As part of our special issue on political marketing, Sridhar Moorthy wrote a piece explaining electoral strategy. This uses ideas from competition theory and analytical models — models based upon mathematical theory. (Empirical models are based upon observed data).
Moorthy starts with the observation that advertising spend does not necessarily deliver elections. Hillary Clinton’s team put considerable resources into the 2016 election but it did not turn out as she hoped. This all or nothing outcome is a peculiar feature of electoral strategy. Coke and Pepsi can both do well selling colas, between Clinton and Trump someone had to lose (and so have wasted the effort).
Yet electoral strategy is not completely different to commercial marketing strategies. Both worry about whether people participate in the market (vote for someone) and who they ‘buy’ from (who they vote for).
There are problems. Many have noted that messaging in politics can push facts beyond what seems reasonable. “Unlike the commercial sphere, however, political candidates are not bound by “truth-in-advertising” laws such as Section 5 of the Federal Trade Commission Act which bans “unfair methods of competition” and “unfair or deceptive acts or practices.” Political messaging is effectively a free-for-all. Although factcheckers in the media exert some pressure toward truth-telling, legal remedies for falsehoods are virtually non-existent.” (Moorthy, 2019). When Facebook tries to be hands off in allowing political speech it isn’t clear anyone else will combat falsehoods.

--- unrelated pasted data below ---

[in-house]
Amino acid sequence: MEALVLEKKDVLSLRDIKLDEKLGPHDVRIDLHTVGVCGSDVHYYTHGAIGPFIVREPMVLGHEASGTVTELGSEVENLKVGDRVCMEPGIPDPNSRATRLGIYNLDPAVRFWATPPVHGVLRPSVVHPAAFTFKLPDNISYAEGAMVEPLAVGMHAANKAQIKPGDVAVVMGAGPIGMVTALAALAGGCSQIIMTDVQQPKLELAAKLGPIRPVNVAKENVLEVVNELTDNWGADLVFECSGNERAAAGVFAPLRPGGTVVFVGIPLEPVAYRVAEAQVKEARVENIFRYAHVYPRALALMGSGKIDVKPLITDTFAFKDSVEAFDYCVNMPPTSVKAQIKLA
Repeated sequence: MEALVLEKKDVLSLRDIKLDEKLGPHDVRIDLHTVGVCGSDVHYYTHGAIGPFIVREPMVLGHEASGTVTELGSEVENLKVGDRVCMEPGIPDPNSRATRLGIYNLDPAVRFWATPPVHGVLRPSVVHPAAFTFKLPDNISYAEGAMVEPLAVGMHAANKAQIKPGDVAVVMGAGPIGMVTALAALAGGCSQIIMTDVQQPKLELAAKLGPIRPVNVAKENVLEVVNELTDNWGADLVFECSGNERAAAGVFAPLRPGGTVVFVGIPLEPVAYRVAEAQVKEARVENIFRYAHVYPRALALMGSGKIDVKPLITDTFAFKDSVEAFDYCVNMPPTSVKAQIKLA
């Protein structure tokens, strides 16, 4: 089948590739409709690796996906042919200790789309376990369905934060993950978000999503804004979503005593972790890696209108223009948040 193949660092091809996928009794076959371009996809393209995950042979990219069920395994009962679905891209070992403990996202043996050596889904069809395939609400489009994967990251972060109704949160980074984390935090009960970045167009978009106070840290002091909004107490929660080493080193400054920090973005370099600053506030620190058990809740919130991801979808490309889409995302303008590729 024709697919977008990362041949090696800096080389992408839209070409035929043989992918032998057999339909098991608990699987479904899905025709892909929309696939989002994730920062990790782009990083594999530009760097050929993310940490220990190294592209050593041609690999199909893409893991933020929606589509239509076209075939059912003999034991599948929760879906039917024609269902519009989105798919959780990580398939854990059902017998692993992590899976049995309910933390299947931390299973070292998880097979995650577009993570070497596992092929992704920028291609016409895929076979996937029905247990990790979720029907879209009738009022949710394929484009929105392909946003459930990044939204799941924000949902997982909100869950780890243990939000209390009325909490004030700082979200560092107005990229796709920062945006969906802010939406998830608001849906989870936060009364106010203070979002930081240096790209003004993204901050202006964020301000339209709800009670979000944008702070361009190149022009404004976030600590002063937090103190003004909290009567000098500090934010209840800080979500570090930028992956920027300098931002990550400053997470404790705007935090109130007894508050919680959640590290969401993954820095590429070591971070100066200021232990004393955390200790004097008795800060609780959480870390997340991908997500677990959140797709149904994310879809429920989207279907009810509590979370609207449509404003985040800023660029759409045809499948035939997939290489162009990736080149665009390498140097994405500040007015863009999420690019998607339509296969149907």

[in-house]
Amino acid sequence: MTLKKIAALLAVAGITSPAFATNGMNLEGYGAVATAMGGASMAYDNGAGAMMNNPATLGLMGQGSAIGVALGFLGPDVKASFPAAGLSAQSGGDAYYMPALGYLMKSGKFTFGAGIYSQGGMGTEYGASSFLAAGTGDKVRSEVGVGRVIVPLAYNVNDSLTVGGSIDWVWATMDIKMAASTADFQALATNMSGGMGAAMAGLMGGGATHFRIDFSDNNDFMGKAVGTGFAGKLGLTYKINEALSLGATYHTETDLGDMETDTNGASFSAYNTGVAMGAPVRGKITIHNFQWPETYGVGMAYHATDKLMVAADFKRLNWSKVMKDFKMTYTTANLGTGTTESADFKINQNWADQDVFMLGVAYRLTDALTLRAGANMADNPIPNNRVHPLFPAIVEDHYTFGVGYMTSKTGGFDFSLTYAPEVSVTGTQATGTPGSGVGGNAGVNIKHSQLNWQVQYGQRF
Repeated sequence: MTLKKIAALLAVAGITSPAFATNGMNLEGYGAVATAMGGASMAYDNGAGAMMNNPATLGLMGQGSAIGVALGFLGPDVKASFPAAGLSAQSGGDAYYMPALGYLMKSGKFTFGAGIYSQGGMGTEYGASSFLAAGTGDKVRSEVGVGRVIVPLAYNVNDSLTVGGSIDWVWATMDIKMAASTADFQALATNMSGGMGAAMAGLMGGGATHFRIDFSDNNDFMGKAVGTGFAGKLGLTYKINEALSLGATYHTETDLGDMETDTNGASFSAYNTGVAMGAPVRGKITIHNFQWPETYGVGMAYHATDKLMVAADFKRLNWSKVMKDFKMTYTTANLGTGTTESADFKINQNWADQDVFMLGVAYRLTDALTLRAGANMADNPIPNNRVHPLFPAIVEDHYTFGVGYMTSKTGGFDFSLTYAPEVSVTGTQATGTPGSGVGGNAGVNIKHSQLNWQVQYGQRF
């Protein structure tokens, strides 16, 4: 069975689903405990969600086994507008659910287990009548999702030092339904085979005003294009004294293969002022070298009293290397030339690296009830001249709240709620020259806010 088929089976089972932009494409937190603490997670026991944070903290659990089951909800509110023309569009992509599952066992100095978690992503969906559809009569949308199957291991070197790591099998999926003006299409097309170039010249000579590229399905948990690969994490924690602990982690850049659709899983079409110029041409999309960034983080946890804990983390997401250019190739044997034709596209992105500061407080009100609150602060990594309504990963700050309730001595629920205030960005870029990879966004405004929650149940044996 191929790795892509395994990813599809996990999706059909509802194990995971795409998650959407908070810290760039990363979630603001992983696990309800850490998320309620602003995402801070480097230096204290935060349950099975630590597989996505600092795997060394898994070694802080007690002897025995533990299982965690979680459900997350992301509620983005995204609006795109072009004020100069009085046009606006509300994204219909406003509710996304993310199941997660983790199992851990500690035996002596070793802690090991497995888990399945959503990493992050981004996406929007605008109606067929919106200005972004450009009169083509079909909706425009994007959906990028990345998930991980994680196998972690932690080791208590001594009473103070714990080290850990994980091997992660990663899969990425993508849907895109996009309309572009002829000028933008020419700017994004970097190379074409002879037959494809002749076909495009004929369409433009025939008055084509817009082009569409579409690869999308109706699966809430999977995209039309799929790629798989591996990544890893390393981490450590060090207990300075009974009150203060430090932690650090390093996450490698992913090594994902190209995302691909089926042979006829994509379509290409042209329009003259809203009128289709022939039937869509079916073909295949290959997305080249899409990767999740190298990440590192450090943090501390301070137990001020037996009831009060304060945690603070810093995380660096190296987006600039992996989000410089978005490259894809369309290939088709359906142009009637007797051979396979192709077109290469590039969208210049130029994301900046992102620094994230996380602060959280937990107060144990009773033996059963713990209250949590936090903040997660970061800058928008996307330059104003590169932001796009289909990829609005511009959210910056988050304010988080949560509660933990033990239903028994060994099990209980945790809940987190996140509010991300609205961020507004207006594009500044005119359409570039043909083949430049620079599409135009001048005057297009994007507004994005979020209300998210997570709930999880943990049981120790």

Moorthy shows some analytical models of competition. He notes that uncertainty is a key factor of many models, which makes sense. Although better strategy/candidates will win more often it is impossible to make any firm promises about what will happen in an election. (Except perhaps that Jeremy Corbyn and his flunkies weren’t vote winners).
One challenge noted is the problem of firing up pre-disposed voters to vote, which, unfortunately could backfire and motivate supporters of the other side to turn out. Electoral strategy is complex; using the discipline of strategic thinking can help us get a better understanding.